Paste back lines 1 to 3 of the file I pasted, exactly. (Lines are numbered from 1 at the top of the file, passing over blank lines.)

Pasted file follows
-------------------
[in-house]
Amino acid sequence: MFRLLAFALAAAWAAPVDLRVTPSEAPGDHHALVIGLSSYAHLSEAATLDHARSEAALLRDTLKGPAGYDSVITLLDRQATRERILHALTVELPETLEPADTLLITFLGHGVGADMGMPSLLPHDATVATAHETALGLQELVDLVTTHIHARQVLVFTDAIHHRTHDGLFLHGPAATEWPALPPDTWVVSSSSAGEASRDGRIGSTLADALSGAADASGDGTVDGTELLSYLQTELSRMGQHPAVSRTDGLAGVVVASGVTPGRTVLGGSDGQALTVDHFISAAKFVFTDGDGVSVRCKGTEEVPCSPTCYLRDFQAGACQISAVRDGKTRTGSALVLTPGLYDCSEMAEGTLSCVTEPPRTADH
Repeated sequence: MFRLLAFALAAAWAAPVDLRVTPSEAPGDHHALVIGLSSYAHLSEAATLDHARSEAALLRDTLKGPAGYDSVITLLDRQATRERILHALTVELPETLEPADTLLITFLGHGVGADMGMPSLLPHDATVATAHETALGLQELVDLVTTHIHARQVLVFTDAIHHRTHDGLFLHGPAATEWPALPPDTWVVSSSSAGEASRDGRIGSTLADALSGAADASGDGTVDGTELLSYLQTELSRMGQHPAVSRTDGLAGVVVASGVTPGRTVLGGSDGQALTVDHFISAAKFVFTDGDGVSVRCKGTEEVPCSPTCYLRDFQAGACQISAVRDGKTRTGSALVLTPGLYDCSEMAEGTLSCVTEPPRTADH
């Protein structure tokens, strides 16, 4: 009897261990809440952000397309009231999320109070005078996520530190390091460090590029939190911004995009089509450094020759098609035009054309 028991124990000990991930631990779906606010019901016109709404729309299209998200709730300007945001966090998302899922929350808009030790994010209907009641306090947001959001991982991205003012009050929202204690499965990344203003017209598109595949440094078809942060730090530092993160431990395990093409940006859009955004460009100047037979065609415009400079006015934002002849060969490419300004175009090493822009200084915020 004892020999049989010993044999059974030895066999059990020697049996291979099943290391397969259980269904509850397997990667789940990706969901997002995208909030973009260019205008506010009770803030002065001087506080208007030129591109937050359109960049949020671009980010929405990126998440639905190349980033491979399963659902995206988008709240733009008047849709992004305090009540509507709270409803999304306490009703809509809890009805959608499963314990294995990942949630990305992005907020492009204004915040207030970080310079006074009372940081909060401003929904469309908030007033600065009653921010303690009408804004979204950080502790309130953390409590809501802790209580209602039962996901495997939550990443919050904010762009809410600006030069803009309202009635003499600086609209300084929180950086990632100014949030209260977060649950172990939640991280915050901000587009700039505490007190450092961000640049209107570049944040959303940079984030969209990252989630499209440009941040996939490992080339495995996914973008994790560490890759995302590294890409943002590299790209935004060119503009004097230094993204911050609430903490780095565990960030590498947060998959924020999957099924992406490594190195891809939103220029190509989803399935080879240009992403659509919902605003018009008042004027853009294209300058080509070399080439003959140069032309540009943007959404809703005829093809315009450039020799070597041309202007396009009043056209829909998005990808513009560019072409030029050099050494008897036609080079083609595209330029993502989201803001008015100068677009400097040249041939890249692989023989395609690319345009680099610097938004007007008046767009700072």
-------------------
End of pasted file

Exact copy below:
[in-house]
Amino acid sequence: MFRLLAFALAAAWAAPVDLRVTPSEAPGDHHALVIGLSSYAHLSEAATLDHARSEAALLRDTLKGPAGYDSVITLLDRQATRERILHALTVELPETLEPADTLLITFLGHGVGADMGMPSLLPHDATVATAHETALGLQELVDLVTTHIHARQVLVFTDAIHHRTHDGLFLHGPAATEWPALPPDTWVVSSSSAGEASRDGRIGSTLADALSGAADASGDGTVDGTELLSYLQTELSRMGQHPAVSRTDGLAGVVVASGVTPGRTVLGGSDGQALTVDHFISAAKFVFTDGDGVSVRCKGTEEVPCSPTCYLRDFQAGACQISAVRDGKTRTGSALVLTPGLYDCSEMAEGTLSCVTEPPRTADH
Repeated sequence: MFRLLAFALAAAWAAPVDLRVTPSEAPGDHHALVIGLSSYAHLSEAATLDHARSEAALLRDTLKGPAGYDSVITLLDRQATRERILHALTVELPETLEPADTLLITFLGHGVGADMGMPSLLPHDATVATAHETALGLQELVDLVTTHIHARQVLVFTDAIHHRTHDGLFLHGPAATEWPALPPDTWVVSSSSAGEASRDGRIGSTLADALSGAADASGDGTVDGTELLSYLQTELSRMGQHPAVSRTDGLAGVVVASGVTPGRTVLGGSDGQALTVDHFISAAKFVFTDGDGVSVRCKGTEEVPCSPTCYLRDFQAGACQISAVRDGKTRTGSALVLTPGLYDCSEMAEGTLSCVTEPPRTADH